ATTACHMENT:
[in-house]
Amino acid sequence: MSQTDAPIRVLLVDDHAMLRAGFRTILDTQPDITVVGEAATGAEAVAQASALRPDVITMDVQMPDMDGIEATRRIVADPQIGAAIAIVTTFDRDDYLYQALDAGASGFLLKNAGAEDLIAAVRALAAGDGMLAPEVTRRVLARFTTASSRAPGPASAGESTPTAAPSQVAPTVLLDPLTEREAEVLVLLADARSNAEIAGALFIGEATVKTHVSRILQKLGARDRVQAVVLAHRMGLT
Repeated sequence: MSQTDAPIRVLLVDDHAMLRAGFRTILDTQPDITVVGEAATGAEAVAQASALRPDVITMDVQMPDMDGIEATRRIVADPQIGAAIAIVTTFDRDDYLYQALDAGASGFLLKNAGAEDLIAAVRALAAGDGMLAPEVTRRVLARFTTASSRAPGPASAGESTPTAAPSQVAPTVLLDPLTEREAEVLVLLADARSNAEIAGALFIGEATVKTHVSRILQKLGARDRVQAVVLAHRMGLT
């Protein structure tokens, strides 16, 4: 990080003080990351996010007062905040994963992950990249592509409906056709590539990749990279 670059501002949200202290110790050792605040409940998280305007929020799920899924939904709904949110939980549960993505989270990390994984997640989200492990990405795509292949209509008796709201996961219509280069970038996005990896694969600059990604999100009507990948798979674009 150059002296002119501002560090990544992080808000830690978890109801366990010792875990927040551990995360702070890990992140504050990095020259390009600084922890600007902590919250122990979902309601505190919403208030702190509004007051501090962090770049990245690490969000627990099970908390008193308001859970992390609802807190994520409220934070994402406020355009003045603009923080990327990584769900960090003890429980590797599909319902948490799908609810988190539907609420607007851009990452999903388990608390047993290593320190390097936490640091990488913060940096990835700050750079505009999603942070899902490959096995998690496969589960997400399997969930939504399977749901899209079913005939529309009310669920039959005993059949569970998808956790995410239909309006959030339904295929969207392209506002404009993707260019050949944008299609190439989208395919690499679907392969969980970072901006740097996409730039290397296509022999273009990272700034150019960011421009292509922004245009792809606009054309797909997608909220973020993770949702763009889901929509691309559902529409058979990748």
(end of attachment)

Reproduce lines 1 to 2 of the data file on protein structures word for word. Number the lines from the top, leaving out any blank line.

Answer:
[in-house]
Amino acid sequence: MSQTDAPIRVLLVDDHAMLRAGFRTILDTQPDITVVGEAATGAEAVAQASALRPDVITMDVQMPDMDGIEATRRIVADPQIGAAIAIVTTFDRDDYLYQALDAGASGFLLKNAGAEDLIAAVRALAAGDGMLAPEVTRRVLARFTTASSRAPGPASAGESTPTAAPSQVAPTVLLDPLTEREAEVLVLLADARSNAEIAGALFIGEATVKTHVSRILQKLGARDRVQAVVLAHRMGLT